At a fundraiser this week I saw an old friend, I kissed her on the cheek hello and made small talk until the dreaded, “Are you seeing anyone?” spoiled the moment. Her answer was yes, but he is away vacationing in Italy for the summer. My wine loosened lips started dribbling and recounting my most fabulous recent dates in an attempt to provide humor and prevent further prying into my singledom. I told the story of the guy in the cat tee shirt who admitted it wasn’t ironic after I insulted him and the story of my first and last Tinder date in which I was catfished by one of my college professors. She was laughing so I jumped too quickly into my own affinity for ghosting and why I am a terrible dater. When she asked what ghosting was, my monologue lost its moment so I returned the question, “How about you?”
“I am! He is wonderful but unfortunately not here tonight. He vacations in Italy for the summer.”
Whether it was a lie or not, it was damn good but no fun and I excused myself to get another glass of wine.
My boss, who has my sense of humor but is more refined and aged to about 62, loves my stories but wants me to find someone. I have repeated to her, “You shouldn’t need to be with somebody to be happy” again and again and she nods in agreement. I preach, attempting to wipe out any remnants of my mother’s brainwashing that if I don’t get serious about this I will end up Edie Beale sans her mother because my Big Edie is engaged to be married next year. She has always encouraged me to settle down at earliest convenience so she “no longer has to worry about me.”
In the car on the way to a seminar in Baltimore my boss told me the story of her husband. They were engaged after 3 months of knowing each other and 30 some years and 3 children later, she still loves him above all else. She picked him because he was the most interesting man she had ever met. She told me, “I don’t need him, even financially we are keep our lives separated. I let him go out and hike all weekend with whoever he wants so I can watch my stories(she means the Real Housewives) but I want him in my life and he wants to be in my mine. It is a conscious choice to be together.”
Over the past few months, in a feverish effort to figure out the answers to all of life’s questions before stepping knee deep in my mid 20s, I had been rampantly questioning not only the institution of marriage, but society’s fixation with coupling and battling a cynicism of love. Despite all the progress and strides that we had made as a society (Donald Trump may be upstaging how monumental this moment is for women but don’t forget about Hilary), we were still continuously told that we had to find somebody, had get married, had to unite in a duo in order to avoid being alone. I work in a world full of women decked out in their newest Birkin bag and plastic surgery so perhaps I receive this pressure more than most. I sell high end art and am the only unmarried woman among my coworkers and clients. Women do not purchase art in my gallery unless they are married- Trust me. My sarcastic tally chart still has yet to get a hash mark in the single woman side. Why are we still stuck on this cowardly, outdated concept that implies that the majority of us couldn’t be happy as single units? Why does being single have to equate to loneliness? And the main question, why were we still listening? Why was there a lingering piece of of myself I had hidden away who has a dream ring in mind and cried when watching Grey Gardens out of fear my mother was right and this costume wearing, cat infested life was my future?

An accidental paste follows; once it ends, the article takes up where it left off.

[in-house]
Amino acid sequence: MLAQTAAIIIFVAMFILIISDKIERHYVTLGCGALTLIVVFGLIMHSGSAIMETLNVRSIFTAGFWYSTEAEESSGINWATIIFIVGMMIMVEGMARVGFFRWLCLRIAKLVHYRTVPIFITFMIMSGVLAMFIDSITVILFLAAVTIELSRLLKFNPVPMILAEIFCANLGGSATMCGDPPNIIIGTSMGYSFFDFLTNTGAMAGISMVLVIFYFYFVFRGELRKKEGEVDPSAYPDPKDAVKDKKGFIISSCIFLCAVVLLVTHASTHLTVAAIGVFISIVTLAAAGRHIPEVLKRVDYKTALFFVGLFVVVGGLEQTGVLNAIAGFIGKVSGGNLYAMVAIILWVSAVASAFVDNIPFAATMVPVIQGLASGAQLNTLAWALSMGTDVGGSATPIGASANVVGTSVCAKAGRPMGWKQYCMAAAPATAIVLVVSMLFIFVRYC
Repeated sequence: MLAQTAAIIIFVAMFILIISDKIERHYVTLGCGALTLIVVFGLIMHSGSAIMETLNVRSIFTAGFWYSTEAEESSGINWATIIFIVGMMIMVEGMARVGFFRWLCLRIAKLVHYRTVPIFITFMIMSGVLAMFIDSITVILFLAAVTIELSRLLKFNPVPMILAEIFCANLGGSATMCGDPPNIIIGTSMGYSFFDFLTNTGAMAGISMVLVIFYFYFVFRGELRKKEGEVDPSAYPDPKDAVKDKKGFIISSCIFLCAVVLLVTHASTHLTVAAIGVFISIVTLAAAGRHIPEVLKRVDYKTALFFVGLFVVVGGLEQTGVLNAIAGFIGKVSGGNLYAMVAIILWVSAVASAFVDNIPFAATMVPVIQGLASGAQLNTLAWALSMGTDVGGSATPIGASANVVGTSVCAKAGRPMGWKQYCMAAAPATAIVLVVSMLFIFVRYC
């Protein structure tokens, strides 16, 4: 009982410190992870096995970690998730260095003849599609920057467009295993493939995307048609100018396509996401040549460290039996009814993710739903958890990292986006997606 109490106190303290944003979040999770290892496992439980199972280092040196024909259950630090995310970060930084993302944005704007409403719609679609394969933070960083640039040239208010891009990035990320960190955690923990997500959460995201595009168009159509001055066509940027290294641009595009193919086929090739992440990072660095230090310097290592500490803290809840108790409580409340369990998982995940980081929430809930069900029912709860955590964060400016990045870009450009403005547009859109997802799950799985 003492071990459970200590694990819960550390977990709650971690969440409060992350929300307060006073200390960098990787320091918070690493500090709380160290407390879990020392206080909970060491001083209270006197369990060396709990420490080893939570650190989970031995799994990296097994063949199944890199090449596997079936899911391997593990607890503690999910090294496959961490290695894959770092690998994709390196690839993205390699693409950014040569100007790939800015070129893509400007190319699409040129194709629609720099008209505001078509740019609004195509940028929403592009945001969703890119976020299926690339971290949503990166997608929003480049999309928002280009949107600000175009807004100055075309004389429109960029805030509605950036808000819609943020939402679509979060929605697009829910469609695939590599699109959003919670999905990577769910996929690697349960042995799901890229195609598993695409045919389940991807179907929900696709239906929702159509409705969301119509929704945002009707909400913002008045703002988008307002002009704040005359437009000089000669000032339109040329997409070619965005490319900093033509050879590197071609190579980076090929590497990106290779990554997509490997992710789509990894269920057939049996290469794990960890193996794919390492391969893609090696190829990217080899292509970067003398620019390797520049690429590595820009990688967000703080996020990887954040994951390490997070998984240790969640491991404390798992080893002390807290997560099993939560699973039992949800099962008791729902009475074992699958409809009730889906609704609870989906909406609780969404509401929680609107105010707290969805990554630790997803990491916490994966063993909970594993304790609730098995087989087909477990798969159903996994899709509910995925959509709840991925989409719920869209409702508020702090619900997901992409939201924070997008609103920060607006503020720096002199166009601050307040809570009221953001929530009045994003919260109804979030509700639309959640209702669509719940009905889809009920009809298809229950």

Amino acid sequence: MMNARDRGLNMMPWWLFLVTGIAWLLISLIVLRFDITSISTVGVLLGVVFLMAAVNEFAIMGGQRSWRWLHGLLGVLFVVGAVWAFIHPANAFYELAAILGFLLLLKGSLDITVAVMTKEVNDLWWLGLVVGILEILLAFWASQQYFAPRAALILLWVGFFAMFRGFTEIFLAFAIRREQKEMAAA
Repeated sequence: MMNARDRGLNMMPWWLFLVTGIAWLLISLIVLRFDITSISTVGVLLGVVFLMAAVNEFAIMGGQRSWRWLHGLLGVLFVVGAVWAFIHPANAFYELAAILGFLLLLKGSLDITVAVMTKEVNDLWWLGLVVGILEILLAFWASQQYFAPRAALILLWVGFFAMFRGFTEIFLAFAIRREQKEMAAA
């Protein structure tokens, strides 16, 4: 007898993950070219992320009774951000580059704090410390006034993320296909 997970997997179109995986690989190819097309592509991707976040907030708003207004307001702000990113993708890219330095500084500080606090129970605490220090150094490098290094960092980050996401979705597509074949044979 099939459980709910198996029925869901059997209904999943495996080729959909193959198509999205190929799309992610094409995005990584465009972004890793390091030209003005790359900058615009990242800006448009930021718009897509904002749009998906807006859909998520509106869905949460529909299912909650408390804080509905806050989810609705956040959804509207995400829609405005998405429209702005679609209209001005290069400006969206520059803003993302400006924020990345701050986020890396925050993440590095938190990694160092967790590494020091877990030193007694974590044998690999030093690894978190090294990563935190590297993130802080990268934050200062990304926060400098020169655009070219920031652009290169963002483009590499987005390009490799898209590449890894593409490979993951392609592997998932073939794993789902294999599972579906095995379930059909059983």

For years I loudly declared that I never wanted to get married, reiterating this decision to everybody in my near vicinity, friends, family and dates included. I never wanted children but could make that happen on my own terms if necessary. I jokingly referred to my future husband as “my first husband” to allude to the apathethy I felt in regards to the whole silly notion of marriage. But when my boss shared with me her life choice to be with her husband, I felt the annoying front of rebelliousness against societal standards fall away.
She was right. I don’t need a partner, but guess what, I still want one. I am extremely independent, and its repeated to me often by my friends as a compliment, but this is not a heroic life stance as much as it is was a necessity. And should that mean I deny myself the opportunity of one day having a partner in life?
My boss was right. A good union should be a partnership of two independent people who are together for no other reason than they both want to be, who commit to something and build a life together through equal work and equal contribution. Sure, you don’t need somebody to carry the weight of the world for you, but there is no fault in wanting to find somebody to carry it with you, occasionally making it a little lighter, and a little more fun.
Maybe one day I will meet the most interesting man I have ever met. Maybe in 30 some years and 3 kids later I will still be with him because I want to be, not because I need him. And until that happens, what makes for a better story than a good catfish rouse and an oversized man in a cat tee shirt? Certainly not an Italian villa. Cheers!